Just How, Exactly, Has American Judaism Changed in Recent Years?
What are the latest demographic and societal trends in American Judaism? Jonathan D. Sarna is here to tell us.
Professor Sarna is the author or editor of more than 30 books, including his award-winning American Judaism: A History, updated in 2019. He teaches American Jewish history at Brandeis University and is director of its Schusterman Center for Israel Studies; he’s also the past president of the Association for Jewish Studies and chief historian of the National Museum of American Jewish History in Philadelphia.
In other words, when it comes to American Judaism, Professor Sarna knows his stuff. We sat down with him to talk about American Judaism today.
ReformJudaism.org: How has the makeup of the American Jewish community changed since the first edition of American Judaism 15 years ago?
Professor Sarna: The Jewish community has become much more diverse, inclusive, and variegated. The idea of a typical Jewish type has disappeared in the Reform movement, and more broadly in American synagogues throughout the country.
When I wrote the original manuscript, for example, I could not have imagined how quickly American Jews would move to be inclusive of the LGBTQ+ community. There are more Jews of Color today, too, making up an estimated 12 to 15 percent of American Jewry. And we’re seeing more inclusion of transgender and gender non-conforming Jews, as well as people with disabilities and their families.
A final development is the influx of new immigrants. Today, about 14 percent of the Jewish community is foreign-born, including Russian, Persian, Hispanic, South African, Sephardi, Mizrahi, and Israeli Jews.
What does it portend for the future of American Jewry that a large percentage of young Jews now describe themselves as “Jews of no religion”?
Religion has long been cyclical in the United States, with ups and downs, revivals, and backsliding.
The first edition of American Judaism appeared in the immediate aftermath of a revival, when young people were more religious than their parents. Today we're seeing the opposite.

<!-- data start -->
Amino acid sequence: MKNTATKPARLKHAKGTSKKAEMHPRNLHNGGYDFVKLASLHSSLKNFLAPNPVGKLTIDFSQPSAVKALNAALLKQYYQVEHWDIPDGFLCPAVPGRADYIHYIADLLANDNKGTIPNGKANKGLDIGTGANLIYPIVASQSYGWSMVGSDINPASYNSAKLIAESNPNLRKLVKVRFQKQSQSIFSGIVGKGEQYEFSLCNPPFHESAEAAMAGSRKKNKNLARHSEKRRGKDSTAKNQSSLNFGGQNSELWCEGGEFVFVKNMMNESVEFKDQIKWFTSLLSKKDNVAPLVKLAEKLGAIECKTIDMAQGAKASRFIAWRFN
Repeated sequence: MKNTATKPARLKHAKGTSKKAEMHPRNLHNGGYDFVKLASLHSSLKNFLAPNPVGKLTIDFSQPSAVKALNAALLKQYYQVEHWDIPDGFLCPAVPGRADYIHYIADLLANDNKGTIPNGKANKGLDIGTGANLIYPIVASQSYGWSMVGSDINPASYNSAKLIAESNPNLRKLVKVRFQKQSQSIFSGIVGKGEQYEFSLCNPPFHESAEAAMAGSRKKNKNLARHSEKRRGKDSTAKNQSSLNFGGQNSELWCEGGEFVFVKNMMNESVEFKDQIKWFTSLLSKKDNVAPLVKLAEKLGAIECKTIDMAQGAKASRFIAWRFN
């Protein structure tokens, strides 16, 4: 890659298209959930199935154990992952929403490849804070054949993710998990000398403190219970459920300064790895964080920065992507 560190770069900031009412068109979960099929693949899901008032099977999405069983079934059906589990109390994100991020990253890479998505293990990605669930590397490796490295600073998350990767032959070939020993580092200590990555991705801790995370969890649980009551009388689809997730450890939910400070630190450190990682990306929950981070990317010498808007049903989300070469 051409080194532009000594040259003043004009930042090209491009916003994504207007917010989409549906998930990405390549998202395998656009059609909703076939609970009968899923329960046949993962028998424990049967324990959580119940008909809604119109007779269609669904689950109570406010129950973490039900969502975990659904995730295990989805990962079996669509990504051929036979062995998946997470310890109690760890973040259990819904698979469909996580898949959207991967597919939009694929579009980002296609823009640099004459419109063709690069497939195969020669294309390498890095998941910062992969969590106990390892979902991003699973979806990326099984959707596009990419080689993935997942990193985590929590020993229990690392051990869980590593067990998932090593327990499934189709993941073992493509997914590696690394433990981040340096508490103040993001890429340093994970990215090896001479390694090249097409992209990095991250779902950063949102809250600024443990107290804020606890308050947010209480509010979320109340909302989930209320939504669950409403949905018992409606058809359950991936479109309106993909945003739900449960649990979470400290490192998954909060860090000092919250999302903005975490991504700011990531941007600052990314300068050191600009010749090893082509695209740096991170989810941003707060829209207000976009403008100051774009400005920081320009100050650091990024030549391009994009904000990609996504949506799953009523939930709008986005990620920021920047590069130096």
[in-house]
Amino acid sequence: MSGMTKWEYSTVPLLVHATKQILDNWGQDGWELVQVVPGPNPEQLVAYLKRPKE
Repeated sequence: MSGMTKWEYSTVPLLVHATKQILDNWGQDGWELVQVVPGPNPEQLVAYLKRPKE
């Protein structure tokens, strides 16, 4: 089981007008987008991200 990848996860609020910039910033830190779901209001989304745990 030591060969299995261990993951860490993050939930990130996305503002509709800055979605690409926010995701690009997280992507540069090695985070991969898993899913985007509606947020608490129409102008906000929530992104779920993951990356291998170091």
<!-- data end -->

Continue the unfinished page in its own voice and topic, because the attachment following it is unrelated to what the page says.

But given the long history of American Jewish life, I think we will see another revival, and its seeds are being sown in the experimentation and innovation happening today.
You write that the American Jewish community is in a state of demographic decline. What are the causes and consequences of this development?
A major cause is the low fertility rate of the non-Orthodox community. Reform Jews have a replacement level of about 1.6 to 1.7 children per family. Large numbers of Jews never marry, many couples elect not to have children, and those who marry very late are more likely to experience fertility issues.
This demographic decline has had a significant impact on our Jewish institutions, many of which were created with families with children in mind. That's certainly true of synagogues, which have had to adjust to serving a generation of singles between college age and their late thirties, a distinctive cohort that didn’t exist in the past.
It’s important to remember that demography is not destiny. In 1935, a famous article in the American Sociological Review predicted “the total eclipse of the Jewish church in America.” By the 1950s, though, that pessimism gave way to a baby boom – an era of unprecedented growth for Jewish institutions without parallel in the 20th century.
The question is: Will history repeat itself, or will the current demographic decline have a more permanent impact?
American Jews have achieved disproportionate levels of success; at the same time, antisemitic incidents have mushroomed. What do you make of this apparent “best of times, worst of times” scenario?
In the 1920s, Jews moved up economically and achieved great security. But they experienced virulent antisemitism, much worse than anything we know today. Historians still speak both of the “roaring twenties” and of the “tribal twenties,” a reminder that then, as now, prosperity and hatred marched hand in hand.
In the 1950s, another time of Jewish prosperity, there were many attacks on synagogues, including – most famously, but not uniquely – the bombing of the Temple in Atlanta.
That kind of violence against Jews seemed to be behind us – until Pittsburgh, Poway, Jersey City, and other recent hate crimes against Jews burst into the headlines and surprised us.
While such attacks are certainly cause for great concern, we should keep in mind that most Americans continue to view Jews “warmly” or “very warmly”; only 9 percent do not. According to the Pew Survey, in fact, Judaism actually ranks among the most respected of all American religions.
How do you think synagogues offer hope for the future?
Historically, synagogues have been nimble and able to change more quickly than other Jewish institutions. They operate in a competitive environment, which means that they have every reason to learn from one another’s successes and failures.
Going back to the beginnings of the Reform Movement in Charleston in the 1820s, it's been young Jews who have found new directions that excite the Jewish community, new ideas that all Jews learn from. That’s been true time and again in American Jewish history, including as recently as the 1960s and ’70s, when members of the “Jewish counterculture” brought new energy into American Jewish life and established a host of new institutions.
I expect that, in time, young Jews will again step up to the plate. I look to them to find new ways to reinvigorate and reinvent our community.
Finally, I am heartened by the fact that as many Jews as ever – indeed, many more than in years past – are today training for the rabbinate in America. Their optimistic conviction that they can transform American Jewish life should give hope to us all.